The acting president of the Shanghai High Court has been accused of corruption and abuse of power during his time as a provincial police chief.
The accusations levelled at Cui Yadong were contained in a letter signed by 70 police officers, who said that, while head of the police in Guizhou province, he used his position to enrich himself through kickbacks and private business schemes.
The following week, Cui angered internet users when he said in a speech that the scandal had given "foreign hostile forces" an opportunity to attack the Communist Party and the mainland's judiciary. He announced a six-month "moral education campaign" for judges.
The letter, dated June 15 and signed by the Guizhou police officers with their thumbprints, began to circulate online yesterday. The post was later removed from a microblog site and the Yangcheng Evening News website.
The letter made 16 accusations against Cui concerning his time as Guizhou's chief of police and head of the powerful Politics and Law Commission from 2006 until his appointment as Shanghai's acting top judge in April this year.
The accusations include building a luxurious penthouse villa at a police dormitory, awarding contracts for police construction projects to property developers in return for kickbacks, and claiming more than 20 million yuan (HK$25 million) in entertainment expenses for family members and friends from his home province of Anhui .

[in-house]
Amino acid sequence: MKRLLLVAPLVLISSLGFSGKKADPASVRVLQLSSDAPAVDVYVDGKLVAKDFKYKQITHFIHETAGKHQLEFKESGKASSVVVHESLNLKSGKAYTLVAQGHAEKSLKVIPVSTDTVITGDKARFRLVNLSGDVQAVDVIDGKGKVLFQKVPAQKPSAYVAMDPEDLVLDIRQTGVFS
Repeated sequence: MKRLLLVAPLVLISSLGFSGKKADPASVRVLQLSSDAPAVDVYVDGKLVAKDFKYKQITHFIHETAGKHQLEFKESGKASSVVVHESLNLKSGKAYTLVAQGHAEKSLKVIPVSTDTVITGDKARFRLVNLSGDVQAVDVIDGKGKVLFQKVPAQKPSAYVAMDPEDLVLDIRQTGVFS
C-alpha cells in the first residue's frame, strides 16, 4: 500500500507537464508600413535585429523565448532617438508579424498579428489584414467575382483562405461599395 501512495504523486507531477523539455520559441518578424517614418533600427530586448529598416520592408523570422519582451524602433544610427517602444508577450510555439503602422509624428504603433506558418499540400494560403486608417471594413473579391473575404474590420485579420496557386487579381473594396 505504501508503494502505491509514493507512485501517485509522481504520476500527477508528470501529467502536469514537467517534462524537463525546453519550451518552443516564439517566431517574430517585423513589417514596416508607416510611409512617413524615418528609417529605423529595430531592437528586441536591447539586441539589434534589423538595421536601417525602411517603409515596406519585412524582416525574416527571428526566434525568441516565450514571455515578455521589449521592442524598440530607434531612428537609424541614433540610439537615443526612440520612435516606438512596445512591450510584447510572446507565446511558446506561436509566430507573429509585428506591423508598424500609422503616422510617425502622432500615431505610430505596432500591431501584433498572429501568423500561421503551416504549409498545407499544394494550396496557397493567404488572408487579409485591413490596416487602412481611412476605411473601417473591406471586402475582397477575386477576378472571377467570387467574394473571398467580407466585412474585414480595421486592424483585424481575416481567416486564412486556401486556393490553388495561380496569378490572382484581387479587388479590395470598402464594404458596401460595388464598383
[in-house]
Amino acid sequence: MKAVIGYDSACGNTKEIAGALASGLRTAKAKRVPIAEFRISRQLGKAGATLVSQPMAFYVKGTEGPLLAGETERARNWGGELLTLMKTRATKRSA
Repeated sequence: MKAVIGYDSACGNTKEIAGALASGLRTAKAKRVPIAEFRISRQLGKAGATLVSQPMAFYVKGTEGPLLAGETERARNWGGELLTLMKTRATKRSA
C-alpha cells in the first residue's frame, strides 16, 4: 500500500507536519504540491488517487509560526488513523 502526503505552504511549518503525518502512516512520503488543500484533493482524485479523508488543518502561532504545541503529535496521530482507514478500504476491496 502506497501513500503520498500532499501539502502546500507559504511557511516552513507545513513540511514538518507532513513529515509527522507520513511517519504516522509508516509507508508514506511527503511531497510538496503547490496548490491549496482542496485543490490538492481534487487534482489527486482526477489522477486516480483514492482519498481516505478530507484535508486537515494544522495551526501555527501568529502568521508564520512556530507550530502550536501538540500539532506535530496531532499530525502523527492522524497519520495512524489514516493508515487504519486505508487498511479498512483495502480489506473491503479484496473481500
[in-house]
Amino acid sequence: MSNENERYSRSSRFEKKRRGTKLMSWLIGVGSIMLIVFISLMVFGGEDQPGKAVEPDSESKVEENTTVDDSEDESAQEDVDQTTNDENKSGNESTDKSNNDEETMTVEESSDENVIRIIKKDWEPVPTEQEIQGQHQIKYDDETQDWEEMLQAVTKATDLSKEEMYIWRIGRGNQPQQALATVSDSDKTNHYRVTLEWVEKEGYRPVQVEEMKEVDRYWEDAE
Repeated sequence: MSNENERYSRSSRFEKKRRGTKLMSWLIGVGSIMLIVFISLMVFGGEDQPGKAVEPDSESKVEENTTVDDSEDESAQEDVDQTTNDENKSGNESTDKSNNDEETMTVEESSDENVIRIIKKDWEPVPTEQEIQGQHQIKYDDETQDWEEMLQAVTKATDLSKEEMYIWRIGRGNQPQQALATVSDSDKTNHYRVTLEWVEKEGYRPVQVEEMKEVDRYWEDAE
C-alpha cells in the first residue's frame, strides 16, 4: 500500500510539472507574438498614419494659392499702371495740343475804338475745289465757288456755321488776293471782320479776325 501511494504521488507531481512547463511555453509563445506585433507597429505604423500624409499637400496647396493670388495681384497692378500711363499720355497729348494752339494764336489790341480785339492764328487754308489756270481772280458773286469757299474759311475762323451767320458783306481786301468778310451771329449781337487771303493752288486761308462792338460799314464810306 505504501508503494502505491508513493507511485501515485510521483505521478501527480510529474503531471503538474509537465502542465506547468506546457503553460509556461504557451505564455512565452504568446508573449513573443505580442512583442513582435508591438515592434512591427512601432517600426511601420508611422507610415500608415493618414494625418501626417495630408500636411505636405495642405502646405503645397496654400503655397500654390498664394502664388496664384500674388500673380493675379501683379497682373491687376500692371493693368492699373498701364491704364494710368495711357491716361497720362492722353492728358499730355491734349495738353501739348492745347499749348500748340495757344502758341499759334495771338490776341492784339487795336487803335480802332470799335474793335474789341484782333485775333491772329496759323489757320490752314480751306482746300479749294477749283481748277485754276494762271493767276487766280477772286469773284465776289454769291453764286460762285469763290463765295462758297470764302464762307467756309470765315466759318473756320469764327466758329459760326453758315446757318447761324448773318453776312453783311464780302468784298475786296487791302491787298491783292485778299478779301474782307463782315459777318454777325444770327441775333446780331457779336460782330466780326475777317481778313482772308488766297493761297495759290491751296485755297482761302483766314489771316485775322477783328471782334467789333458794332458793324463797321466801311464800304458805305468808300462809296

Cui was also accused of using his position to profit from a famous liquor that often features at banquets for the rich and powerful, and has long been a source of corruption. Cui, they said, had a vast private supply of the liquor, paid for from public funds, which he then sold for a profit.
"The security protection department of the provincial police bureau bought 10 tonnes of the liquor every year, of which Cui took away six tonnes for himself. Over five years, he appropriated 30 tonnes of the liquor in total," the letter alleges.
"Just before he set off for Shanghai, he took four tonnes of the liquor from the security protection department," it claims.
The letter also alleges Cui bribed "cadres" at a state liquor producer to help him register liquor outlets in Anhui, where he then sold its products.
Neither the Shanghai Higher People's Court nor the Guizhou police responded to requests for comment.
The letter said Cui spent 1.2 million yuan on a Volkswagen Touareg sports utility vehicle and handed out flats at police barracks as favours.
It also claimed he converted nine flats on the top three floors of a dormitory for police officers into a villa.